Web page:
Over the last two weeks, I’ve explored two challenging wine pairings: artichokes and asparagus. This week, I decided to look at the other foods that are considered to be challenging wine pairings. I found so many challenging foods that I decided to split this into two articles.
Thanks to these sites for their WINEderful insights:
Challenging Wine Pairings: Smoked Dishes
concaytoro.com gives a warning that wines with smoky notes taste too smoky when coupled with smoky dishes. They recommend pairing aromatic varieties with smoky dishes. They suggest an aromatic Pinot Grigio with smoky fish and cheese dishes and an aromatic Pinot Noir with sausages.
Challenging Wine Pairings: Spicy Dishes
Hot spices accentuate tannins and alcohol in wine, making them more aggressive. Concaytoro.com offers a good explanation: “The wine increases the burning sensation on our palate. It’s like putting out gasoline on the fire.” The answer to is to pair sweet wines with spicy dishes. The sweetness mitigates the spiciness, and the spiciness diminishes the sweetness. It’s a match made in heaven.
Challenging Wine Pairings: Tomatoes
Why are tomatoes so challenging? Their high acidity and sweetness can cause big problems. So what is the solution? A number of pairing experts recommend a dry Rosé with a healthy amount of acidity.
Challenging Wine Pairings: Marinated, Pickled, Fermented and Vinegared Foods
The flavor of these foods is so intense that wine pairing can be very challenging. According easyfoodandwine.com, “the etymology of the word vinegar is from the French, vin aigre, or sour wine. When good wines go bad, they can turn into vinegar – so not too surprising then that they don’t help showcase a wine’s charms. Tart and acerbic, vinegar can make a wine seem like it has started to sour too.” The solution: A high-acid wine like Sauvignon Blanc, Vinho Verde, Champagne or Cava. According to Learn.winecooldirect.com, “Champagne and Cava both have super high acidity that provides the perfect foil for vinaigrette. Grapes for these sparkling wines are harvested early, before acid levels fall and balance out with the sugars developing in the ripening grapes. The refreshing effervescence also marries well with the lively acidity of vinaigrette.”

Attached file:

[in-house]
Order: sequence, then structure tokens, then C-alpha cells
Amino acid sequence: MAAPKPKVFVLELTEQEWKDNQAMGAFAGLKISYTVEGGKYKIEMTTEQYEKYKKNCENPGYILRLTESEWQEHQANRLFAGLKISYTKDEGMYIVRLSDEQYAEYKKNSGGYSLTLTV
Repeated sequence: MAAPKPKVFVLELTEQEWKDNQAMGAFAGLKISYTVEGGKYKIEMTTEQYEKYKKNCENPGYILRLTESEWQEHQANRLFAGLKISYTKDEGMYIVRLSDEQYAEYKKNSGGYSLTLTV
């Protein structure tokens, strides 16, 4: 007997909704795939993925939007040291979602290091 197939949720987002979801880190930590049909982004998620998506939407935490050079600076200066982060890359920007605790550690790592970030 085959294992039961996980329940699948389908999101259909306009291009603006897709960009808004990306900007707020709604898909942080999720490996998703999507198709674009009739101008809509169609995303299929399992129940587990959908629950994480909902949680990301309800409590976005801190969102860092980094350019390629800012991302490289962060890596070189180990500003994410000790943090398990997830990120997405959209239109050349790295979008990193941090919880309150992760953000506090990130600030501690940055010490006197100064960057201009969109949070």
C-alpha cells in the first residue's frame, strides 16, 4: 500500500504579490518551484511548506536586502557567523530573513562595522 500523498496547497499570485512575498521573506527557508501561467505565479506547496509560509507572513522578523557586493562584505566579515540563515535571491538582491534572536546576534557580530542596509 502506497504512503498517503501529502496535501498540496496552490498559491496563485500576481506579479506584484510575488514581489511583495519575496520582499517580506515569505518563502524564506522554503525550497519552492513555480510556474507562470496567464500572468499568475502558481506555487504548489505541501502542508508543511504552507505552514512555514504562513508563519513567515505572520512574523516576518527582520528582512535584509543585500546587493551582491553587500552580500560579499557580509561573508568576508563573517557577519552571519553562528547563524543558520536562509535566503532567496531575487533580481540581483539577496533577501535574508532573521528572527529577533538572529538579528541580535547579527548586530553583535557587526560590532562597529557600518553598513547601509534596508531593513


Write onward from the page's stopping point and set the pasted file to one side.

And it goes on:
Challenging Wine Pairings: Eggs
According to concaytoro.com, “Eggs have an intense aroma and flavor, especially hard-boiled eggs.” But whatfoodwhatwine.com says that wine writer Fiona Beckett claims that there are a number of wines that pair well with eggs. In spite of the fact that “the egg yolk is known to coat the whole palate and leave little room for any other flavour.” Beckett says that sparkling wine works well with scrambled eggs and souffles. Fiona goes on to recommend full-bodied whites with rich dish like eggs benedict.
The Most Challenging Wine Pairing: Mint
If you’ve read my articles on my Girl Scout Cookie wine tastings, you know that our biggest challenge is finding a wine that is “acceptable” with Thin Mints. I say acceptable because anything beyond that would be a miracle. For some reason, mint is incredibly difficult to pair with wine. If you ever find a wine that you truly enjoy with wine, please let me know!
I would love to hear your ideas about wine pairings for these challenging foods. Next week, we’ll cover a few more of these challenging foods.
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